Confucianism is a Chinese ethical and philosophical system developed from the teachings of the Chinese philosopher
Confucius (孔夫子551–479BC).Confucianismoriginatedasan “ethical-sociopolitical teaching”duringthe Springand
Autumn Period. Following the abandonment of Legalism in China after the Qin Dynasty, Confucianism became the
official state ideology of China, until it was replaced by the “Three Principles of the People” ideology with the
establishment of the Republic of China, and then Maoist Communism after the ROC was replaced by the People’s
Republic of China in Mainland China.
The core of Confucianism is humanism, the belief that human beings are teachable, improvable and perfectible through
personal and communal endeavor especially including self-cultivation and self-creation. Confucianism focuses on the
cultivation of virtue and maintenance of ethics, the most basic of which are ren, yi, and li. Ren is an obligation
of altruism and humaneness for other individuals within a community, yi is the upholding of righteousness and the
moral disposition to do good, and li is a systemof norms and propriety that determines how a personshould properlyact
within acommunity. Confucianismholdsthat one should give up one’slife,if necessary, either passivelyor actively, for
the sake of upholding the cardinal moral values of ren and yi. Although Confucius the man may have been a believer
in Chinese folk religion, Confucianism as an ideology is humanistic and non-theistic, and does not involve a belief in
the supernatural or in a personal god.
Tokugawa period (徳川時代 ) is the period between 1603 to 1868 in the history of Japan when Japanese society was
under the rule of the Tokugawa shogunate and the country’s 300 regional Daimyo. The period was characterized by
economic growth, strict social orders, isolationist foreign policies, an increase in both environmental protection and
popular enjoyment of arts and culture. The shogunate was officially established in Edo on March 24, 1603
by Tokugawa Ieyasu. The period came to an end with the Meiji Restoration on May 3, 1868 after the fall of Edo.
Chinese Economic Reform
Deng’s first reforms began in agriculture, a sector long neglected by the Communist Party. By the late 1970s, food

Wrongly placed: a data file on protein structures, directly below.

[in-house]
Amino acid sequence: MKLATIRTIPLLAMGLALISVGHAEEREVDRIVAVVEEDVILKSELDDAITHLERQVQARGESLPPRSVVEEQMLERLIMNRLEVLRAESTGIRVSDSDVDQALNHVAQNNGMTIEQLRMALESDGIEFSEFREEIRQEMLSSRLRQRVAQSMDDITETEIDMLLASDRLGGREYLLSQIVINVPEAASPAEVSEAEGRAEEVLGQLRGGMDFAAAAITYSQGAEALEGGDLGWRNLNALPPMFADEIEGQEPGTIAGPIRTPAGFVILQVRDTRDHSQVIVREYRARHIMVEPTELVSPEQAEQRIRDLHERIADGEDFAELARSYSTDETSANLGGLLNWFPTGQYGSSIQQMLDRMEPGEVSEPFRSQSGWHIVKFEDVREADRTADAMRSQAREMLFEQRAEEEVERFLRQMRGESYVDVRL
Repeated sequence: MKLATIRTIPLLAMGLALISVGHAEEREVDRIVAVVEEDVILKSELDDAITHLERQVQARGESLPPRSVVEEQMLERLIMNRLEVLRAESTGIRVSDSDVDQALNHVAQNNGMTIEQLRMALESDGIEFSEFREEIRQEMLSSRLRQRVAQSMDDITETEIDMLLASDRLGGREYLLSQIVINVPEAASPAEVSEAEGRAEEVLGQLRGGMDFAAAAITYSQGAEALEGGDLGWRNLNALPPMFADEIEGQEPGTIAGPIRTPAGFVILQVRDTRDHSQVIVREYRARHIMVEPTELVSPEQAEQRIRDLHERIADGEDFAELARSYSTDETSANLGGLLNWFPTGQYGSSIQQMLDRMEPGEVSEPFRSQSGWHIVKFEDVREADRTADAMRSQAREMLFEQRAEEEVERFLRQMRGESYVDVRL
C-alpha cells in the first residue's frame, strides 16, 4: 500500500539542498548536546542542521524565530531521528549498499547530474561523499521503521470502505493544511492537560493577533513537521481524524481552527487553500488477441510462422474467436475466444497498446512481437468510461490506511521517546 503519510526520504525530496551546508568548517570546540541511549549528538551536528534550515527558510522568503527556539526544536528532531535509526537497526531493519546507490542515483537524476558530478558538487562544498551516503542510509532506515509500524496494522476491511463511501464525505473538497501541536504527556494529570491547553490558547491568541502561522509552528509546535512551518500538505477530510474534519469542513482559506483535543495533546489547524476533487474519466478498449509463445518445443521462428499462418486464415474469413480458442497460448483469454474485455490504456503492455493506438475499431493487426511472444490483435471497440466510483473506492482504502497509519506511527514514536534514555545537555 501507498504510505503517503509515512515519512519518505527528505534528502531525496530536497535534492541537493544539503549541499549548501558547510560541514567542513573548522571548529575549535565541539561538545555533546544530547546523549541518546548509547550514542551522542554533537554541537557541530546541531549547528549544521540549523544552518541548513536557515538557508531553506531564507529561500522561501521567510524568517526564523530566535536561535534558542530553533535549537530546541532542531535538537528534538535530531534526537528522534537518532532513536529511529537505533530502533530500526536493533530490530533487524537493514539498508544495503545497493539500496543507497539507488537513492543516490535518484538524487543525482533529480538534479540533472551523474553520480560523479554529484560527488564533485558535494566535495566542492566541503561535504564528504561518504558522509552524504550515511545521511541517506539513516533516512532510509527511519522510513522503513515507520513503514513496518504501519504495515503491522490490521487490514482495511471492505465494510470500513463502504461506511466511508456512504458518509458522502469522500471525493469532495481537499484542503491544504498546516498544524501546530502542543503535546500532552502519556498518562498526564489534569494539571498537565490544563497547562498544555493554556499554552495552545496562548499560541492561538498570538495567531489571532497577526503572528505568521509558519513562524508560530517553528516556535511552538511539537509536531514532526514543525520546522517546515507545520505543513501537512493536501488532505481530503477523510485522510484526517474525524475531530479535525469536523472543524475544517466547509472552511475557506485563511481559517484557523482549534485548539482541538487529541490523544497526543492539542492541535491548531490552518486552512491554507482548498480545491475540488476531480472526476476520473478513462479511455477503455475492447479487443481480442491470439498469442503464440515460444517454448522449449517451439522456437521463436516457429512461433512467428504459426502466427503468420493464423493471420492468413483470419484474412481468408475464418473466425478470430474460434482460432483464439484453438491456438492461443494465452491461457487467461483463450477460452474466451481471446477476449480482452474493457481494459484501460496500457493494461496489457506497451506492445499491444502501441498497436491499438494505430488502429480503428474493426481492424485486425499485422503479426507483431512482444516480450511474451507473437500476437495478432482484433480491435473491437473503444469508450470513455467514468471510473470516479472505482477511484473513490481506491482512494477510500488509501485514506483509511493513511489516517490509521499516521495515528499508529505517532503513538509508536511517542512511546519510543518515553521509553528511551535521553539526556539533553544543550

supplies and production had become so deficient that government officials were warning that China was about to repeat
the “disaster of 1959” - the famines which killed tens of millions during the Great Leap Forward. Deng responded by
decollectivizing agriculture and emphasizing the Household-responsibility system, which divided the land of
the People’s communes into private plots. Farmers were able to keep the land’s output after paying a share to the state.
This move increased agricultural production, increased the living standards of hundreds of millions of farmers and
stimulated rural industry.
Reforms were also implemented in urban industry to increase productivity. A dual price system was introduced, in
which state-owned industries were allowed to sell any production above the plan quota, and commodities were sold at
both plan and market prices, allowing citizens to avoid the shortages of the Maoist era. Private businesses were allowed
to operate for the first time since the Communist takeover, and they gradually began to make up a greater percentage of
industrial output. Price flexibility was also increased, expanding the service sector. The country was opened to foreign investment for the first time since the Kuomintang era. Deng created a series
of special economic zones for foreign investment that were relatively free of the bureaucratic regulations and
interventions that hampered economic growth. These regions became engines of growth for the national economy.
The Ministry of International Trade and Industry (通商産業省 or MITI) was one of the most powerful agencies
of the Government of Japan.At the height of its influence, it effectively ran much of Japanese industrial policy,
funding research and directing investment.
Decentralization (during the occupation of Japan by the US)
Taisho Japan (1920s)
The Taishō period (大正時代, “period of great righteousness”) is a period in the history of Japan dating from July 30,
1912 to December 25, 1926, coinciding with the reign of the Emperor Taishō. The health of the new emperor was
weak, which prompted the shift in political power from the old oligarchic group of elder statesmen to the Diet of
Japan and the democratic parties. Thus, the era is considered the time of the liberal movement known as the “Taishō
democracy” in Japan; it is usually distinguished from the preceding chaotic Meiji period and the
following militarism-driven first part of the Shōwa period.
May 4 Movement (1919)
The May Fourth Movement (五四運動) was an anti-imperialist, cultural, and political movement growing out of
student demonstrations in Beijing on May 4, 1919, protesting the Chinese government’s weak response to the Treaty of